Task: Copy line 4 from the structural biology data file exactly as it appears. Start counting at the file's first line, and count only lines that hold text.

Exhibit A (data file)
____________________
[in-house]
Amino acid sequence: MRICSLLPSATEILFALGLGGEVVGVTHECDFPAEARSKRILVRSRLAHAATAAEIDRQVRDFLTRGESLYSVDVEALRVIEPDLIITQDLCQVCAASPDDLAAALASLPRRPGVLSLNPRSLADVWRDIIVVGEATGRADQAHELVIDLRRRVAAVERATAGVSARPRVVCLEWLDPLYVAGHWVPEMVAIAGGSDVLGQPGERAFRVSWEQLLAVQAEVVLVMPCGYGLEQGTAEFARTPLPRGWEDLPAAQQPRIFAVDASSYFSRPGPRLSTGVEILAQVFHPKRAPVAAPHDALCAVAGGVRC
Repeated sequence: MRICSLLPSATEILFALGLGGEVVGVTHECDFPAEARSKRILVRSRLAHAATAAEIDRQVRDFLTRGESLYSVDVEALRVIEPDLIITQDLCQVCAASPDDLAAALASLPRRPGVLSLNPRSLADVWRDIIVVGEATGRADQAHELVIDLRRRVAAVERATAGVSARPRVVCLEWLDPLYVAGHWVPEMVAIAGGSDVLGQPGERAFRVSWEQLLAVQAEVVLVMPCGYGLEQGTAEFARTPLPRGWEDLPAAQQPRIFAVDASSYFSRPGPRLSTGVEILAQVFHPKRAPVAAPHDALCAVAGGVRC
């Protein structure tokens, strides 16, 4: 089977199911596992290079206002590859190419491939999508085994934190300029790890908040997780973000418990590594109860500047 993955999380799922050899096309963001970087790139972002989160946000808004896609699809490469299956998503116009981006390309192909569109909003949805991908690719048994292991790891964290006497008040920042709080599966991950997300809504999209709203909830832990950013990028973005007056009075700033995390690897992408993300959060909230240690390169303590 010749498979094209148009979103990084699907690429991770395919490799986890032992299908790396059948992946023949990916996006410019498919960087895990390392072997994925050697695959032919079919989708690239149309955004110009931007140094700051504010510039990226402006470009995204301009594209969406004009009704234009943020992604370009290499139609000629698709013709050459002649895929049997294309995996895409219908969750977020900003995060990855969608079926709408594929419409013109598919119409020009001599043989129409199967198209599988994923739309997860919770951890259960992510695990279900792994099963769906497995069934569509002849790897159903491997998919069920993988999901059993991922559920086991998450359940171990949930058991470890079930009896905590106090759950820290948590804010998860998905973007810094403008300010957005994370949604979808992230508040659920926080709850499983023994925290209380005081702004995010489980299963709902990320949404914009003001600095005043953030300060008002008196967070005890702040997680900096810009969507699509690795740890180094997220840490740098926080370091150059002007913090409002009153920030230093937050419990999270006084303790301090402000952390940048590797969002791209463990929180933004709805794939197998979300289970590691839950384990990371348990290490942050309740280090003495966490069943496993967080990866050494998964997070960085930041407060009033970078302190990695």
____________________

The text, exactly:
């Protein structure tokens, strides 16, 4: 089977199911596992290079206002590859190419491939999508085994934190300029790890908040997780973000418990590594109860500047 993955999380799922050899096309963001970087790139972002989160946000808004896609699809490469299956998503116009981006390309192909569109909003949805991908690719048994292991790891964290006497008040920042709080599966991950997300809504999209709203909830832990950013990028973005007056009075700033995390690897992408993300959060909230240690390169303590 010749498979094209148009979103990084699907690429991770395919490799986890032992299908790396059948992946023949990916996006410019498919960087895990390392072997994925050697695959032919079919989708690239149309955004110009931007140094700051504010510039990226402006470009995204301009594209969406004009009704234009943020992604370009290499139609000629698709013709050459002649895929049997294309995996895409219908969750977020900003995060990855969608079926709408594929419409013109598919119409020009001599043989129409199967198209599988994923739309997860919770951890259960992510695990279900792994099963769906497995069934569509002849790897159903491997998919069920993988999901059993991922559920086991998450359940171990949930058991470890079930009896905590106090759950820290948590804010998860998905973007810094403008300010957005994370949604979808992230508040659920926080709850499983023994925290209380005081702004995010489980299963709902990320949404914009003001600095005043953030300060008002008196967070005890702040997680900096810009969507699509690795740890180094997220840490740098926080370091150059002007913090409002009153920030230093937050419990999270006084303790301090402000952390940048590797969002791209463990929180933004709805794939197998979300289970590691839950384990990371348990290490942050309740280090003495966490069943496993967080990866050494998964997070960085930041407060009033970078302190990695």